First I would question the source of temperature info, some of these sites it is just raw GFS data.  But it is true that there can be no frost even if the temperature is well below freezing.  How dry the air is is key.  This was brought home during the Beast From the East in 2018.  We got our decent snow here in the second phase, but the first phase was probably more interesting from a meteorological point of view.  it snowed, yes, and it sublimated.  Changed from solid to gas.  Just disappeared, as I was watching, never seen it before like that.  

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Posted
  • Location: Windermere 120m asl
  • Location: Windermere 120m asl

Yes when the air is very dry with little moisture, low humidity takes place and this can inhibit visible frost, sometimes producing a 'black frost'. This happened in early Feb 2012, when maxima let alone minima were often only just above freezing, and nights consistently below freezing yet no frost visible - this was also when glaze took place, and everything was coated in a 'white' non-visible ice, due to freezing rain. I think there was a notable inversion, with very cold dense air just above the surface, and milder uppers higher up.

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Posted
  • Location: Brentwood, Essex
  • Location: Brentwood, Essex
20 minutes ago, Mike Poole said:

First I would question the source of temperature info, some of these sites it is just raw GFS data.  But it is true that there can be no frost even if the temperature is well below freezing.  How dry the air is is key.  This was brought home during the Beast From the East in 2018.  We got our decent snow here in the second phase, but the first phase was probably more interesting from a meteorological point of view.  it snowed, yes, and it sublimated.  Changed from solid to gas.  Just disappeared, as I was watching, never seen it before like that.  

Any reliable data for past weather? AccuWeather is almost never accurate for predicting weather, always overestimating and underestimating Maxima. I don't like BBC weather either and weather.com not sure where the data comes from.

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Posted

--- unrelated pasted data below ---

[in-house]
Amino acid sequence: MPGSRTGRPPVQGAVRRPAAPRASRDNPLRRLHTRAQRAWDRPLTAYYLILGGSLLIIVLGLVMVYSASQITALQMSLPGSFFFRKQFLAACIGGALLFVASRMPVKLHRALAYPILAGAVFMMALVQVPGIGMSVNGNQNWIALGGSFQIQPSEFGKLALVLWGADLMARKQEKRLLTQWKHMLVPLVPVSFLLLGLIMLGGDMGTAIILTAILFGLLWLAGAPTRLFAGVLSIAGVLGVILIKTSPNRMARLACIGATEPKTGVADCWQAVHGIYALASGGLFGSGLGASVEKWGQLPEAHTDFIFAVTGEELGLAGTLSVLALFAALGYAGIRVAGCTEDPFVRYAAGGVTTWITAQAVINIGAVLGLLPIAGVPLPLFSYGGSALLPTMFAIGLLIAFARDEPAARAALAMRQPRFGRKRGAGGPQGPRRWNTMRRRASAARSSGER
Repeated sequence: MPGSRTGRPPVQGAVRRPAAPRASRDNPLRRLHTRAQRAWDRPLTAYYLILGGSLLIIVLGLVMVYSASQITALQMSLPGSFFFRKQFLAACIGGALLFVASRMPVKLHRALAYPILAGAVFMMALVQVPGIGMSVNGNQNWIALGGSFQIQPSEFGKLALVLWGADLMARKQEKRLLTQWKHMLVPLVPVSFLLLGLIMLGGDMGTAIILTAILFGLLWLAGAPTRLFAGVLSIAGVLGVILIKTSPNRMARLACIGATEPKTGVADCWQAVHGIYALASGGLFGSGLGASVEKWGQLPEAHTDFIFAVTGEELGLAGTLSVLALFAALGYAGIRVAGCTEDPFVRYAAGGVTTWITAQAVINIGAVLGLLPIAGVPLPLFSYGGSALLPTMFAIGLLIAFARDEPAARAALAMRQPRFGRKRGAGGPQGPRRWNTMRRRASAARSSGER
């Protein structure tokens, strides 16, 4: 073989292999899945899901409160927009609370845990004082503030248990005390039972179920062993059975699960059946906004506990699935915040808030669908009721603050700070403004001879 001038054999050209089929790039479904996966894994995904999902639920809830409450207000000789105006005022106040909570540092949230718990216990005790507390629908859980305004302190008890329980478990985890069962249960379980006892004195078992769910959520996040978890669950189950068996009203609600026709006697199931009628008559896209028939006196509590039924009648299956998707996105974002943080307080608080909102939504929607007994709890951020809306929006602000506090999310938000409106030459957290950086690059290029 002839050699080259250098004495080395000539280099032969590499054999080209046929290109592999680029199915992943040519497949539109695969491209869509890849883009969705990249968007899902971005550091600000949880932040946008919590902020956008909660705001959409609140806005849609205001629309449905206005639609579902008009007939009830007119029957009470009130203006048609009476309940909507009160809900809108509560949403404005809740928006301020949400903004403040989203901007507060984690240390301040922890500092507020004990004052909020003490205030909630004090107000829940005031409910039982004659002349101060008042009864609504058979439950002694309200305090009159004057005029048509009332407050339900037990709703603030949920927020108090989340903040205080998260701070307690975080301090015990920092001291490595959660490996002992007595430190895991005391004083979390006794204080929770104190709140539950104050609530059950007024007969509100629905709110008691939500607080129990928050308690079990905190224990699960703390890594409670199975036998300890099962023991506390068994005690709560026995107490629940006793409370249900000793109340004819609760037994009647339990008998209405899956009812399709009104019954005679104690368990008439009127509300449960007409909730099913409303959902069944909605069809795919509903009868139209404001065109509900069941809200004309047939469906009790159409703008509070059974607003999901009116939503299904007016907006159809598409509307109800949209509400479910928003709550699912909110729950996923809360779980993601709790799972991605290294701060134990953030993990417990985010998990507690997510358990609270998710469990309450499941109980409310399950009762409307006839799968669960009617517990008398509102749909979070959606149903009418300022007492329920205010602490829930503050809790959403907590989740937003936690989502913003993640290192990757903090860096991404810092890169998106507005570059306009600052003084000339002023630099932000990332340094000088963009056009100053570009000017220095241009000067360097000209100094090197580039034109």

• Location: Wantage, Oxon
  • Weather Preferences: Hot, cold!
  • Location: Wantage, Oxon
3 minutes ago, qwertyK said:

Any reliable data for past weather? AccuWeather is almost never accurate for predicting weather, always overestimating and underestimating Maxima. I don't like BBC weather either and weather.com not sure where the data comes from.

With weather websites or phone apps, I'd look at how often the forecast changes dramatically, if it is every 6 hours, they are probably just regurgitating the latest GFS run.  What you get from the Met Office is much better because they are analysing the many runs of many models and making predictions based on that ensemble of model runs. 

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Posted
  • Location: Brentwood, Essex
  • Location: Brentwood, Essex
3 minutes ago, Mike Poole said:

With weather websites or phone apps, I'd look at how often the forecast changes dramatically, if it is every 6 hours, they are probably just regurgitating the latest GFS run.  What you get from the Met Office is much better because they are analysing the many runs of many models and making predictions based on that ensemble of model runs. 

Weather.com can change every ten minutes but never drastixallt. AccuWeather never changes. TWO is the only one that changes drastically. My annoyance with the weather channel is that I've noticed at around mid day most days . It'll say about eg 9C in the morning then at mid day it will suddenly claim to be 12c, yet it never reaches that temp and that's reflected when you look at the past weather and it's 9C. I was more interested in Apps or services to check past weather conditions and temps, I don't believe the met provide that ?